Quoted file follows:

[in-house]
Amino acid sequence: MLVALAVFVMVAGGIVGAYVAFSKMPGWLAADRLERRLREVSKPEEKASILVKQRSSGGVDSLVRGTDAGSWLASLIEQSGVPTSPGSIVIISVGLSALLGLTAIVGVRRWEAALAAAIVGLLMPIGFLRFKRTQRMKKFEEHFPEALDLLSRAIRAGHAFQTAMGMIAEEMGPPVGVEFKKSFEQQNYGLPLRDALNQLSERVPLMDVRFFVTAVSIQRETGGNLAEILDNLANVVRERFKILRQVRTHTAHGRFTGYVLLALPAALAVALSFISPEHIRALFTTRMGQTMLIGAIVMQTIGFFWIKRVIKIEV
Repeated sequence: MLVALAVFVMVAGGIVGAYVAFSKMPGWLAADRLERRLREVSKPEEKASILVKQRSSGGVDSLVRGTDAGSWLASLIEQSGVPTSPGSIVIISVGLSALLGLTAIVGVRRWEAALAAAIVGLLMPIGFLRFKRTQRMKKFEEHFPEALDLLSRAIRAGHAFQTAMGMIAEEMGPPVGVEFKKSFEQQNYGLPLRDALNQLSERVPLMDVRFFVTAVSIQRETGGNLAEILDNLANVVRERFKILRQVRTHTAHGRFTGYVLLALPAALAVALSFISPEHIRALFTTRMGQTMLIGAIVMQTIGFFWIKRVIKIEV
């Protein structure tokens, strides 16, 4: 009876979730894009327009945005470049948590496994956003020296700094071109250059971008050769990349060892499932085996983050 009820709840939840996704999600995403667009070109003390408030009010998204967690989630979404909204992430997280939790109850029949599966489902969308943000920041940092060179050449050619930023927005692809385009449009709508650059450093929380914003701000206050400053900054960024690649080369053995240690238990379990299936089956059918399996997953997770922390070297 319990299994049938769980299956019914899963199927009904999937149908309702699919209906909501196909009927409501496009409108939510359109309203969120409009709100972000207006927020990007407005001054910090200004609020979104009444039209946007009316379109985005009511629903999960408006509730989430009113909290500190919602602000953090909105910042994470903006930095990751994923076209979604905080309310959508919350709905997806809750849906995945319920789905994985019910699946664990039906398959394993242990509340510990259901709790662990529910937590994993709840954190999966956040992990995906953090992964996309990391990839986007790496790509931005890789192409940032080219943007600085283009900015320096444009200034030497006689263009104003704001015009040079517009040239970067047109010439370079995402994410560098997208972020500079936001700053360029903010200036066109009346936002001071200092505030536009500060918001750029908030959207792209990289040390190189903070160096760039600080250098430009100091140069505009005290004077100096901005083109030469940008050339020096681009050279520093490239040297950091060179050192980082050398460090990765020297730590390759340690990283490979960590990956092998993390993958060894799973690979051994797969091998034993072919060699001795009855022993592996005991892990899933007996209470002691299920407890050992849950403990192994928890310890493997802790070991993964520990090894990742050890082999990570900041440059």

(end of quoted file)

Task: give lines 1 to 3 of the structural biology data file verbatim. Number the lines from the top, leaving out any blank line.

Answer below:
[in-house]
Amino acid sequence: MLVALAVFVMVAGGIVGAYVAFSKMPGWLAADRLERRLREVSKPEEKASILVKQRSSGGVDSLVRGTDAGSWLASLIEQSGVPTSPGSIVIISVGLSALLGLTAIVGVRRWEAALAAAIVGLLMPIGFLRFKRTQRMKKFEEHFPEALDLLSRAIRAGHAFQTAMGMIAEEMGPPVGVEFKKSFEQQNYGLPLRDALNQLSERVPLMDVRFFVTAVSIQRETGGNLAEILDNLANVVRERFKILRQVRTHTAHGRFTGYVLLALPAALAVALSFISPEHIRALFTTRMGQTMLIGAIVMQTIGFFWIKRVIKIEV
Repeated sequence: MLVALAVFVMVAGGIVGAYVAFSKMPGWLAADRLERRLREVSKPEEKASILVKQRSSGGVDSLVRGTDAGSWLASLIEQSGVPTSPGSIVIISVGLSALLGLTAIVGVRRWEAALAAAIVGLLMPIGFLRFKRTQRMKKFEEHFPEALDLLSRAIRAGHAFQTAMGMIAEEMGPPVGVEFKKSFEQQNYGLPLRDALNQLSERVPLMDVRFFVTAVSIQRETGGNLAEILDNLANVVRERFKILRQVRTHTAHGRFTGYVLLALPAALAVALSFISPEHIRALFTTRMGQTMLIGAIVMQTIGFFWIKRVIKIEV